- Simon McVeigh,
- Jerald C. Graue
- and Thomas Milligan
German family of musicians, active in England.
(b Mannheim, bap. June 2, 1746; d London, Oct 5, 1799). Violinist of Silesian descent. The son of a Mannheim violinist, Jakob Cramer (1705–70), he was a precocious violin pupil. He studied with Johann Stamitz, Domenicus Basconi and Christian Cannabich, and in about 1752 joined the Mannheim orchestra, where he became known as one of the finest violinists of his day. He left Mannheim to work for the Duke of Württemberg in Stuttgart, and he soon obtained permission to travel to Paris and London. He appeared at the Concert Spirituel in Paris in 1769 and by 1772 he had arrived in London, where his success, and the encouragement of J.C. Bach, led him to decide to remain permanently in England.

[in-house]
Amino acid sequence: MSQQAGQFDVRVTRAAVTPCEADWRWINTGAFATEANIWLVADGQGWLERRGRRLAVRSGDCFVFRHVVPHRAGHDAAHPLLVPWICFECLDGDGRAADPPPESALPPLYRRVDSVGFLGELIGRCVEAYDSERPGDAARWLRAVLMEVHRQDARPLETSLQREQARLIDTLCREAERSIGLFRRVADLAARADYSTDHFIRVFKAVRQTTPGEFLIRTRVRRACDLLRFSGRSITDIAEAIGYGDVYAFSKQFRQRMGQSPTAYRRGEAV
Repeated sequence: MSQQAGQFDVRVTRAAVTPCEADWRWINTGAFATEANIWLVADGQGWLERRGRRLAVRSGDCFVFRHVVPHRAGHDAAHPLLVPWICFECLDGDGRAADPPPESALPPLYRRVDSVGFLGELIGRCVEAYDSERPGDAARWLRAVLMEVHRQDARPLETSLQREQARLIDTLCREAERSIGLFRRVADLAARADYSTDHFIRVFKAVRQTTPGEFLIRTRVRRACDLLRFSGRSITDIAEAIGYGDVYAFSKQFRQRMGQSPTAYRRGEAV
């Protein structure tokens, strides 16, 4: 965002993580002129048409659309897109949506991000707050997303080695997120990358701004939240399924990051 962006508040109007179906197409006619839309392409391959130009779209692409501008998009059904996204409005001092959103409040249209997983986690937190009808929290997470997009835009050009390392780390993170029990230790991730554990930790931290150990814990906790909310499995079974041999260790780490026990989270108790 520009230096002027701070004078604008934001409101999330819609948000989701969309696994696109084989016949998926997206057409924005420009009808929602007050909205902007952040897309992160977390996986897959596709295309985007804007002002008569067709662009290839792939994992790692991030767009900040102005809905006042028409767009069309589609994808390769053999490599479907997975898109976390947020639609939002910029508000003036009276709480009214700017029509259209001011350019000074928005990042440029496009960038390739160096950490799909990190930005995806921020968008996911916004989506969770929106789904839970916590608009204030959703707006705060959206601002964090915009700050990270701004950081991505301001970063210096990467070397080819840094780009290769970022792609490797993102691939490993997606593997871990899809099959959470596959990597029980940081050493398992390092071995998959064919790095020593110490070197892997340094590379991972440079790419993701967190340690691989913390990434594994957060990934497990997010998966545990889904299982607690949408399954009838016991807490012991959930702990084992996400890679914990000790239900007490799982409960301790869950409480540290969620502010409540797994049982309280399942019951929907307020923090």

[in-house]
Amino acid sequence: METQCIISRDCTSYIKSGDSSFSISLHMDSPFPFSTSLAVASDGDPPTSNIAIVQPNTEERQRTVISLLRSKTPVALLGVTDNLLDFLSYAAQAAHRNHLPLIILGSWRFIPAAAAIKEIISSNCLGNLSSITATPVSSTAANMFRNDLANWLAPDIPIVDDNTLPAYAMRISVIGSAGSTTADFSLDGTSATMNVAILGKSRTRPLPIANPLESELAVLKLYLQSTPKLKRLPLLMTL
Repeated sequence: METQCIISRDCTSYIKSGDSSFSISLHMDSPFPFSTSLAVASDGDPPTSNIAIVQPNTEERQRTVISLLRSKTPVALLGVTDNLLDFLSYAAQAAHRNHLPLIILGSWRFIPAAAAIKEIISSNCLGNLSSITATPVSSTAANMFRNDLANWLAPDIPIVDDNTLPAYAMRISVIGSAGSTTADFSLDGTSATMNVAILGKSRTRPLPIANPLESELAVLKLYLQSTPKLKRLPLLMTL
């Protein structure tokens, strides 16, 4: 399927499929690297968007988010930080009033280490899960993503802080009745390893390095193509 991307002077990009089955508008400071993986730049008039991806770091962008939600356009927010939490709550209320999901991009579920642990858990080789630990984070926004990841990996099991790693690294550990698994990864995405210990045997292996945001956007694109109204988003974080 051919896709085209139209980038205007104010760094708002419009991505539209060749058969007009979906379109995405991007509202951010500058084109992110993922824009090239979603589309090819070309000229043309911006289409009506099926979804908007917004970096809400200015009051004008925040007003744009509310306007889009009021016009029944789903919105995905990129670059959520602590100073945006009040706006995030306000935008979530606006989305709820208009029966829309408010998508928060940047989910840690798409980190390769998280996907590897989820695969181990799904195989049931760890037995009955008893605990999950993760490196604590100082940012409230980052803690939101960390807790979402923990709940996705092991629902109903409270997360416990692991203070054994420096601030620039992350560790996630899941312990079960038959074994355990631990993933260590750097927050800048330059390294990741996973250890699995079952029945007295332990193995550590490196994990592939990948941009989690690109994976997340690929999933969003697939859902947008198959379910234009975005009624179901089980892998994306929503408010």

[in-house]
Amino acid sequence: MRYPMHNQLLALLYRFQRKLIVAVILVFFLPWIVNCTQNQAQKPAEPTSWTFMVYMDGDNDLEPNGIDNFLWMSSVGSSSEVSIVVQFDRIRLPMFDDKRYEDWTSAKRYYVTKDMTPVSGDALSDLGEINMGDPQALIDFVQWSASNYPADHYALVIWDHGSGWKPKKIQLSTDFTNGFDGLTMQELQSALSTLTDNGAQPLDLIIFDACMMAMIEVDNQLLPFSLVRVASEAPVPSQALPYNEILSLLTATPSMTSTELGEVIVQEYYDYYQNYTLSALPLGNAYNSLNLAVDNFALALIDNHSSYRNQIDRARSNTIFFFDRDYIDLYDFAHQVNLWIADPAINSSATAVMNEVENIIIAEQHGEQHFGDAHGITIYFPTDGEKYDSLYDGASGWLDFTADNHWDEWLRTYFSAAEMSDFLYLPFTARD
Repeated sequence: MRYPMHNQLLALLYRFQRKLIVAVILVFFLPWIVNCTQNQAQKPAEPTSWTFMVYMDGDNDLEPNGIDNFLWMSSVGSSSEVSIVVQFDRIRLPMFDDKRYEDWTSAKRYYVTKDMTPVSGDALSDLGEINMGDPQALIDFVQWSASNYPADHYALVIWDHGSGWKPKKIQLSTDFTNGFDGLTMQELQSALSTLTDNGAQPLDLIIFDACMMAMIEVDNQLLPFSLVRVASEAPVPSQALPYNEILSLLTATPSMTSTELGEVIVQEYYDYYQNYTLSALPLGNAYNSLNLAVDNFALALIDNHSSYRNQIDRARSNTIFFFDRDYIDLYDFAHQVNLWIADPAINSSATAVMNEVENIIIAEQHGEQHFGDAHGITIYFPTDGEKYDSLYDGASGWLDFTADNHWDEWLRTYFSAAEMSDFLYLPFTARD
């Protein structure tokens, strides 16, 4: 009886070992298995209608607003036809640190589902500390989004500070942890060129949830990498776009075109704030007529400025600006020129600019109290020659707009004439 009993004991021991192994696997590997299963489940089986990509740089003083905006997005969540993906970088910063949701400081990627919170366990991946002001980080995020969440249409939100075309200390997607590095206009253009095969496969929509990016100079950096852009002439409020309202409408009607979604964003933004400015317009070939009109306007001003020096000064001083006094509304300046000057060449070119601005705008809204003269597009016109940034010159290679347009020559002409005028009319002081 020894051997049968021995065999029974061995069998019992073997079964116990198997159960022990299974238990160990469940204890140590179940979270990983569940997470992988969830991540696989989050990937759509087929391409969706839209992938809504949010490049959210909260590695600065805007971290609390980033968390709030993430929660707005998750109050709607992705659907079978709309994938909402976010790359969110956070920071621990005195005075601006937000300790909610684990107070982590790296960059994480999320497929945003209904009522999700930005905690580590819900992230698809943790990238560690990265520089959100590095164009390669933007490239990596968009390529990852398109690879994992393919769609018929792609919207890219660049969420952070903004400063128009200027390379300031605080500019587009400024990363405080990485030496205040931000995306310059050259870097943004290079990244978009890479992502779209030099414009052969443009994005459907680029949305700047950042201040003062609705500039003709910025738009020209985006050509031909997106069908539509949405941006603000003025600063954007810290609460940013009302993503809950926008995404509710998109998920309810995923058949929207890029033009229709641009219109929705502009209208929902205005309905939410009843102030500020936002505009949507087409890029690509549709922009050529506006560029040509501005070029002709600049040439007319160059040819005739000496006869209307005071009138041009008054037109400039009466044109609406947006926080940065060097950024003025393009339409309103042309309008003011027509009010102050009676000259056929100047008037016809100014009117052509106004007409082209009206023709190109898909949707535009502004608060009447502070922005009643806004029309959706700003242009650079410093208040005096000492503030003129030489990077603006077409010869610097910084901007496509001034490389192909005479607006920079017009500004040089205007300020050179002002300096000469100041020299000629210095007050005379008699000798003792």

For the next two decades Cramer was considered London’s foremost violinist, lauded equally for the ‘fire, tone, and certainty’ of his solo playing (Burney) and for his authority as an orchestral leader. A particular speciality was his technique of off-the-string bowing, still unusual at the time: perhaps it was for this reason that his name became associated with one type of transitional violin bow. Certainly he brought the precision and firmness of Mannheim symphonic practice to London, as leader of the Bach–Abel concerts from ...